Anonymity Anonymous


What at least one Catholic in the Kansas City area needs. Our new pastor made his opinion on one facet of American Catholic parish life well known:

It didn’t take long! Within three weeks of my arrival here, I received my first anonymous letter. I read about half a page before recognizing that the author’s intent was malicious. Then I turned to the last page to discover that it was not signed, so I tossed it into a nearby trash can. I saw enough, however, to learn that the writer thinks that I don’t say Mass right, that I’m too liberal, that I don’t respect our Bishop, that Saint Thomas More Parish is not really Catholic, that the tabernacle is in the wrong place and that half of our Altar Servers – the female half – dishonor God.

Then his bulletin column continued:

The only value I noticed in the letter was a couple of references to “your parish” suggesting that s/he isn’t a member of our community. I sincerely thank God for that.

The non-anonymous parishioners in my life have uniformly applauded this refreshing expression of frankness:

I will not read anonymous letters for reasons that I think will make sense to you. First and foremost, it is impossible to respond directly to the writer. Also, it is a cowardly form of communication that I cannot condone.

I realize that every family has a function as well as a dysfunction, and that our parish family is no different. Rather that contending with passive-aggressive or other disorderly behaviors, I prefer that we deal with matters of significance head on, face-to-face, and with the positive desire to build up God’s kingdom here at Saint Thomas More.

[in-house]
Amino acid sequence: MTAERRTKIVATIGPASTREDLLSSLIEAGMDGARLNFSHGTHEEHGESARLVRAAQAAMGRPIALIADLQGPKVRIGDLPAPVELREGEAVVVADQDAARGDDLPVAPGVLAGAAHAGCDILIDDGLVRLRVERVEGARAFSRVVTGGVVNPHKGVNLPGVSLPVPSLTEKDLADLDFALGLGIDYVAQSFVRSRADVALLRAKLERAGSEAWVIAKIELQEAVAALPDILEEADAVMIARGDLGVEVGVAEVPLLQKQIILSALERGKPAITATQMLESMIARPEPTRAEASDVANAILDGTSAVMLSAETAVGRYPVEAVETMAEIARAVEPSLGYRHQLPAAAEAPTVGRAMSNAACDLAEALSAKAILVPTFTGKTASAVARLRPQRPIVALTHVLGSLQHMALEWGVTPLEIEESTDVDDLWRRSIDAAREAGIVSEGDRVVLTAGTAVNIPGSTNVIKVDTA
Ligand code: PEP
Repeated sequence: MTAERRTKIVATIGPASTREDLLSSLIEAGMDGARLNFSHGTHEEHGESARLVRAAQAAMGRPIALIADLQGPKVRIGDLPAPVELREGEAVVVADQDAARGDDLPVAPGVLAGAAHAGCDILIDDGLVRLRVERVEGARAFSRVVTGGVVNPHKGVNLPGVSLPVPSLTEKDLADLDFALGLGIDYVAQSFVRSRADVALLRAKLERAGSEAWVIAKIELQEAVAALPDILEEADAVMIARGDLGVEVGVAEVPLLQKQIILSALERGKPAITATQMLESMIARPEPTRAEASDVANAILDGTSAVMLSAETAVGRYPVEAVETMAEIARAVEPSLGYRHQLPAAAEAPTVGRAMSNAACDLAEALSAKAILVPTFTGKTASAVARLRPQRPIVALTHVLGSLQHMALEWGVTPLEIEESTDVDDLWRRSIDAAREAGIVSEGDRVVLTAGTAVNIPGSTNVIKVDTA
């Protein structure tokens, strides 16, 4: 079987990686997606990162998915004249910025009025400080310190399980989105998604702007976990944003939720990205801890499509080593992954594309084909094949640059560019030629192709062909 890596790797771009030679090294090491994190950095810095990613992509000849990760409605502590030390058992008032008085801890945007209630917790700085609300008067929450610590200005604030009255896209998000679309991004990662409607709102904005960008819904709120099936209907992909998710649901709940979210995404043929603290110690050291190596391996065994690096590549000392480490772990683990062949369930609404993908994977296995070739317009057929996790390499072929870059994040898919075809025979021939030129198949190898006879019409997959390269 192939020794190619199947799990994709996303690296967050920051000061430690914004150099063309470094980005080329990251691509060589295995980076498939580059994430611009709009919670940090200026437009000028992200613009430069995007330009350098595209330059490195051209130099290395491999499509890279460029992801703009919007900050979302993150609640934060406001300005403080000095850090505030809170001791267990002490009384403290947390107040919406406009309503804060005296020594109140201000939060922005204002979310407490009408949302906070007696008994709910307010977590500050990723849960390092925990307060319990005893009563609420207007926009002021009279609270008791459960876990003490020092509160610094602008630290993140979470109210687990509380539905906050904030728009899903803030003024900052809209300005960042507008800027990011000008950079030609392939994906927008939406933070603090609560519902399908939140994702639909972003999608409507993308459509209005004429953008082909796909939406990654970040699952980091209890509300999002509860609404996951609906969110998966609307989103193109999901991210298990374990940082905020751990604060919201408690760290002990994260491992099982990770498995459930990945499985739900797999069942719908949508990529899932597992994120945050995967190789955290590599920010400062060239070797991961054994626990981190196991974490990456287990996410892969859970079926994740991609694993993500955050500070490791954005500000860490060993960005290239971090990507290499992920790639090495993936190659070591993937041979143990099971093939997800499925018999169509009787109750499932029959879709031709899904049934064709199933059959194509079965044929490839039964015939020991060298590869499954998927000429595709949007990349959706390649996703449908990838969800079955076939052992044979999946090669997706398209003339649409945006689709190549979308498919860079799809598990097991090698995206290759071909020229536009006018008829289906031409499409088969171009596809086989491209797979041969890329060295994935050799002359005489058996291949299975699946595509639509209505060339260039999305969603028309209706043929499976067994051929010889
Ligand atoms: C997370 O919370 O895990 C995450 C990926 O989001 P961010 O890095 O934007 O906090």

It is okay to disagree; more than okay. It is normal. It is not okay to viciously attack, divide, and tear down. People of good will can always find common ground upon which to build, so let us do our part to work together in healthy and holy ways to carry out the Gospel that has been entrusted to us and the mission that has been set forth by our Lord.

What a way for a correspondent to make a good first impression.

Most priests and staff members in your average Catholic parish will respect a difference of opinion communicated with respect and in a positive way. And in the minority of cases where respect is not forthcoming, at least a person offended against can refuse to pass on the bile to the next unfortunate sap that trots along the way. But communication with any flawed human being carries a certain risk. As we get to know a person, the risk factor goes down. But deep down, many of us harbor teeny suspicions that a loved one might slam us to the ground some day.

But as my wise pastor suggests, does that mean you live your life as a coward?

About catholicsensibility

Todd lives in Minnesota, serving a Catholic parish as a lay minister.
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